Guest Blog – A Note From Dr. Julia
Enjoy the following guest blog from my good friend, Charlotte Weeks, career coach and resume writer. Charlotte and I met years ago while mentoring and speaking for the SEAK Non- Clinical Careers for Physicians Conference.
As you journey into the world of non-clinical careers, you will need to establish your personal brand to illustrate to potential employers your uniqueness and your transferable skills. A brand creates a picture of the whole “YOU” – rather than presenting yourself as ‘DOCTOR.”
Creating your brand is a fun and creative process. Charlotte’s advice will help you get started.
The Importance Of A Personal Brand – Differentiating Yourself From Other Physicians
If you’ve been in clinical medicine your entire career, you may not have needed to compete in a traditional job search. While credentials and experience do go a long way, there will be others with similar qualifications pursuing the same roles. A personal brand can differentiate you from those competitors.
The term “personal branding” sometimes gets a bad rap. However, everyone has a brand whether they realize it or not! Yet when you’re more intentional about your “unique value proposition” (a phrase many prefer), you can increase your chances of being sought out for positions, receiving an offer, and negotiating a higher salary.
So how do you go about determining your personal brand?
- What attributes are you known for? Think about those that aren’t necessarily related to medicine, and may even have been present throughout your life. Examples include “calm under pressure,” “relationship builder,” or “detail-oriented.”
- What type of job are you pursuing? It’s not enough to say non-clinical medicine. Will you be looking for positions in hospital administration, utilization review, or training?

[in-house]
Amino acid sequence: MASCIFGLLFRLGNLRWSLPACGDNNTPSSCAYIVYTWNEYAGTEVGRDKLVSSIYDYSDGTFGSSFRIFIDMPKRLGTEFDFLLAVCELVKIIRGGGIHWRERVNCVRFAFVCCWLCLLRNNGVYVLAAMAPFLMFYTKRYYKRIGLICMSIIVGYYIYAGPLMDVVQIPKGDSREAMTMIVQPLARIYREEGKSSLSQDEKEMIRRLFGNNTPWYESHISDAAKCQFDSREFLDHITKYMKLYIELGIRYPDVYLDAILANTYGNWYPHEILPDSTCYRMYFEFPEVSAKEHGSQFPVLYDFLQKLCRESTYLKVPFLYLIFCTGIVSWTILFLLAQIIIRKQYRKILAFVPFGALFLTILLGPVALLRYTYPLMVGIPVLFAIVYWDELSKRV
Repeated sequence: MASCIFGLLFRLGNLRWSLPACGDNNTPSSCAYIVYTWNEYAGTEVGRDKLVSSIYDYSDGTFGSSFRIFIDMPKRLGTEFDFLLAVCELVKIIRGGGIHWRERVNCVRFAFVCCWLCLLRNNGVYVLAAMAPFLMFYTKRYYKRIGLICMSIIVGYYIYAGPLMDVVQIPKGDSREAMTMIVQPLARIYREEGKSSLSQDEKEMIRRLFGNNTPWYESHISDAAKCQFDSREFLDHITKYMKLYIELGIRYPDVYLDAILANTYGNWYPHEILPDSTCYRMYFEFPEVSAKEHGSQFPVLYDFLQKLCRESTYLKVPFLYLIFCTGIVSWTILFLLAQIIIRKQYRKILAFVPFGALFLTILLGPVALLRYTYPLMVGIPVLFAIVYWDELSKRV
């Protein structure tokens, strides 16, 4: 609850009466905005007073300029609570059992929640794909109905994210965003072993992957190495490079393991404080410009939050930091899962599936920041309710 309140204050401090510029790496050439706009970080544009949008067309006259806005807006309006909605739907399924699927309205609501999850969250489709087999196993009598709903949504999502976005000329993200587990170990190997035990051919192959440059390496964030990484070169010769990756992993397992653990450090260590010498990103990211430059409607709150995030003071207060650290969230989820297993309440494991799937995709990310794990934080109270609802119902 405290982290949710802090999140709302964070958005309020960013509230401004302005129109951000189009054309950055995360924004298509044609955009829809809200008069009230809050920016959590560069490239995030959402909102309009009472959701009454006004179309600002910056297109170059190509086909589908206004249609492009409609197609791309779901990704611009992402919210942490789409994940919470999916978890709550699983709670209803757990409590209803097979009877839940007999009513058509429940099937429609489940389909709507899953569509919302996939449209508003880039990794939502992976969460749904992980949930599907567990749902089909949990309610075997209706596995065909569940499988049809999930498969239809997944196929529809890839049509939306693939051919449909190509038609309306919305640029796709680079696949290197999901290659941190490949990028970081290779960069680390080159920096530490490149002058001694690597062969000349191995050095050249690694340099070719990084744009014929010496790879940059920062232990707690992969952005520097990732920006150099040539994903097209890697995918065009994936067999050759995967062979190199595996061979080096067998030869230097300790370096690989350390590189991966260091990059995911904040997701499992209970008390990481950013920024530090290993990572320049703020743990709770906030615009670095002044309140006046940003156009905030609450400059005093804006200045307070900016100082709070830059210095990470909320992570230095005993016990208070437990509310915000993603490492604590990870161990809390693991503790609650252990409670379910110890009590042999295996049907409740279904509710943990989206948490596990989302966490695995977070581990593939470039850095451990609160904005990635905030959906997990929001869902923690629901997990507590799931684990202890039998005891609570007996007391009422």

- How can you combine #1 and #2 into a statement to illustrate to employers your unique value? In other words, how will you apply your attributes to your target job?
- Prepare examples of how this unique value provided a benefit: Even if you haven’t yet been in the position, offer evidence of past successes focused on skills that transfer between roles.
- What attributes are you known for? I’ve always enjoyed working with people, and can quickly and easily establish and build relationships.
- What type of job are you pursuing? Medical Director in a multispecialty practice.
- How can you combine #1 and #2 into a statement to illustrate to employers your unique value? Known for ability to quickly establish and build relationships with people across all specialties. [In this example, it’s assumed you’ve been able to do this in past clinical positions].
- Prepare examples of how this unique value provided a benefit: You chaired a practice-wide committee and gained buy-in on a new initiative; you increased the number of referrals to your practice by establishing a relationship with another provider; you streamlined the patient flow process by working with fellow physicians to create a new system.
Now that you’ve got some ideas of how to define your personal brand, it’s time to let others know about it. Be sure it’s expressed in all of your marketing materials – resume, cover letter, LinkedIn profile, bio, etc. – but also when speaking with people. Incorporate your statement when networking and in interviews so that everyone you meet comes away with a clear idea of what makes you unique.
Career Coach and Resume Writer